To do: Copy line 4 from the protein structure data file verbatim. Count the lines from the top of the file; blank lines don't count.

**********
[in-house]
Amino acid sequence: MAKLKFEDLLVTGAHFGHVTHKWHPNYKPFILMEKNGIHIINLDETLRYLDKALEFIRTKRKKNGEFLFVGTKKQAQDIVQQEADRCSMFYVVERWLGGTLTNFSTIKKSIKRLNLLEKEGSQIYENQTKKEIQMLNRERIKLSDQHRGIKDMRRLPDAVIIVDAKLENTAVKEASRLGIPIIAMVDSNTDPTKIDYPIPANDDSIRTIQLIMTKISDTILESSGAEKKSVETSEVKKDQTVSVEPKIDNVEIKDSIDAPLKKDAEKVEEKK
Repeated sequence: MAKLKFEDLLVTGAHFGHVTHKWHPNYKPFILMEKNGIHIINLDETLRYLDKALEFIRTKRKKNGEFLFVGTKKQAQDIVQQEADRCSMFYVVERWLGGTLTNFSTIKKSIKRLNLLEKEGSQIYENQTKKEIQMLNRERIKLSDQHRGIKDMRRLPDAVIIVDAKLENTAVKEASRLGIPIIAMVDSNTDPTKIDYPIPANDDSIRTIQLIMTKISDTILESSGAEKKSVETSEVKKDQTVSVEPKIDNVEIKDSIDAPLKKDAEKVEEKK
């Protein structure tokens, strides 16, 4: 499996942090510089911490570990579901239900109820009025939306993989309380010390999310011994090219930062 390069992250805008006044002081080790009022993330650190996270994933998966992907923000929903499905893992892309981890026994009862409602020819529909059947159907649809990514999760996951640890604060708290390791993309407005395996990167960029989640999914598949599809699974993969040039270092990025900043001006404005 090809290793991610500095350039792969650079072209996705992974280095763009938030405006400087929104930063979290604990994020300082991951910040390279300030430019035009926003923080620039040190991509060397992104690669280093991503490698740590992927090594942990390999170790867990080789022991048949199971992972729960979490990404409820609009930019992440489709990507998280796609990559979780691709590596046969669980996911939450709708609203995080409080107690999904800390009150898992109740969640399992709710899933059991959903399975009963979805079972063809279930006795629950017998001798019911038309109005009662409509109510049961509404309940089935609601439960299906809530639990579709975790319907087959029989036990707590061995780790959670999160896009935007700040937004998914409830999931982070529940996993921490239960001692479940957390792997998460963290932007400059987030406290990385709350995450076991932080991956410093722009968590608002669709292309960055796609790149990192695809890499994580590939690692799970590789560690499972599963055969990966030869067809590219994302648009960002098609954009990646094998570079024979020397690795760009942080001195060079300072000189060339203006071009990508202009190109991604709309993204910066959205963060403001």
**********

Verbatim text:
């Protein structure tokens, strides 16, 4: 499996942090510089911490570990579901239900109820009025939306993989309380010390999310011994090219930062 390069992250805008006044002081080790009022993330650190996270994933998966992907923000929903499905893992892309981890026994009862409602020819529909059947159907649809990514999760996951640890604060708290390791993309407005395996990167960029989640999914598949599809699974993969040039270092990025900043001006404005 090809290793991610500095350039792969650079072209996705992974280095763009938030405006400087929104930063979290604990994020300082991951910040390279300030430019035009926003923080620039040190991509060397992104690669280093991503490698740590992927090594942990390999170790867990080789022991048949199971992972729960979490990404409820609009930019992440489709990507998280796609990559979780691709590596046969669980996911939450709708609203995080409080107690999904800390009150898992109740969640399992709710899933059991959903399975009963979805079972063809279930006795629950017998001798019911038309109005009662409509109510049961509404309940089935609601439960299906809530639990579709975790319907087959029989036990707590061995780790959670999160896009935007700040937004998914409830999931982070529940996993921490239960001692479940957390792997998460963290932007400059987030406290990385709350995450076991932080991956410093722009968590608002669709292309960055796609790149990192695809890499994580590939690692799970590789560690499972599963055969990966030869067809590219994302648009960002098609954009990646094998570079024979020397690795760009942080001195060079300072000189060339203006071009990508202009190109991604709309993204910066959205963060403001």